Ex-officer arraigned on charges of kicking handcuffed man - WFSB 3 Connecticut

Ex-officer arraigned on charges of kicking handcuffed man

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Former Hartford Police Sgt. Sean Spell appeared in court on Wednesday as part of an excessive force investigation. (WFSB) Former Hartford Police Sgt. Sean Spell appeared in court on Wednesday as part of an excessive force investigation. (WFSB)
HARTFORD, CT (WFSB/AP) -

A retired Connecticut police sergeant charged with kicking a handcuffed man in the head has been arraigned on misdemeanor assault and breach of peace charges.

Sean Spell, who faces assault and breach of peace charges, did not enter a plea during his brief appearance Wednesday in Hartford Superior Court. He remains free on bail and is due back in court next month.

A police dashboard camera video released in October appears to show Spell stomping on the head of a handcuffed man on the ground during an arrest that following a car chase.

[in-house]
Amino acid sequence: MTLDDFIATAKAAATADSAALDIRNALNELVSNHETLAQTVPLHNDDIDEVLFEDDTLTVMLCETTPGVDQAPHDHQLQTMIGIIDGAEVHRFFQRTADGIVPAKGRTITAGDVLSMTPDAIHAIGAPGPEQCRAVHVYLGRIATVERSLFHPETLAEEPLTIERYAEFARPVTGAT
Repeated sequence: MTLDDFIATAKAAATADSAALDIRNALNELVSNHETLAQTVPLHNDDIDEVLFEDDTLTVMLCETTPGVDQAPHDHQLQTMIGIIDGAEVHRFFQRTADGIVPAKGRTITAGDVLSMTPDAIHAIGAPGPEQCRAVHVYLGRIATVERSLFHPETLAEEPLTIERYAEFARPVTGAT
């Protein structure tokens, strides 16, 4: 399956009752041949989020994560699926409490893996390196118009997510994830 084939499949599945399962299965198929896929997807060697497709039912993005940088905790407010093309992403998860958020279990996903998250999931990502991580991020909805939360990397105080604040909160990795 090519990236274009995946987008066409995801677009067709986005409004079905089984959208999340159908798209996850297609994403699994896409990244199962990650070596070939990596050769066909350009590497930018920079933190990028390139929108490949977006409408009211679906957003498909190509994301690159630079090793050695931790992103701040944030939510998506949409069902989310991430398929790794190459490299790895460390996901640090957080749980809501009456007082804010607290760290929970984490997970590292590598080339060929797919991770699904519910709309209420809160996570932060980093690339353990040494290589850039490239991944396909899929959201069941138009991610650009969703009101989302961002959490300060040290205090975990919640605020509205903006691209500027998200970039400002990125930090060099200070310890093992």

When the chase finally ended, Spell said Diaz was spitting blood and bouncing around. He was appearing to be high on PCP and acting like "an absolute zombie," according to court documents.

"I used my right foot forcefully onto the lower back side of Diaz's head, and forced him to the ground. Diaz momentarily went down, but still wouldn't lay prone, however, he stopped spitting blood," Spell said, according to court documents. 

Spell's initial intuitions were right because PCP and cocaine were later found in Diaz's system. A lawyer for Diaz has denied that has client was spitting blood.   

Cour documents show Spell immediately realized it because moments later, he went to West Hartford officers asking to look at the footage. Three days later, Spell texted an inspector at the Hartford Judicial Branch, wanting to talk about the incident.

"You can't abuse your power like that," neighbor Gladys Cruz said. 

After the arrest, Diaz had a 4-inch cut and had to get his head stapled. Spell retired from the force and is facing charges. His attorney didn't return calls From Eyewitness News.

Eyewitness News went to Diaz's Hartford home. While he suggested Eyewitness News talk to his attorney, his neighbors stand by him.

"It hurts me because I'm black. I'm Spanish and I don't know if it's about that. But, it has to stop," Cruz said. "He's human, no matter what he's done."

Copyright 2016 WFSB (Meredith Corporation). The Associated Press contributed to this report. All rights reserved.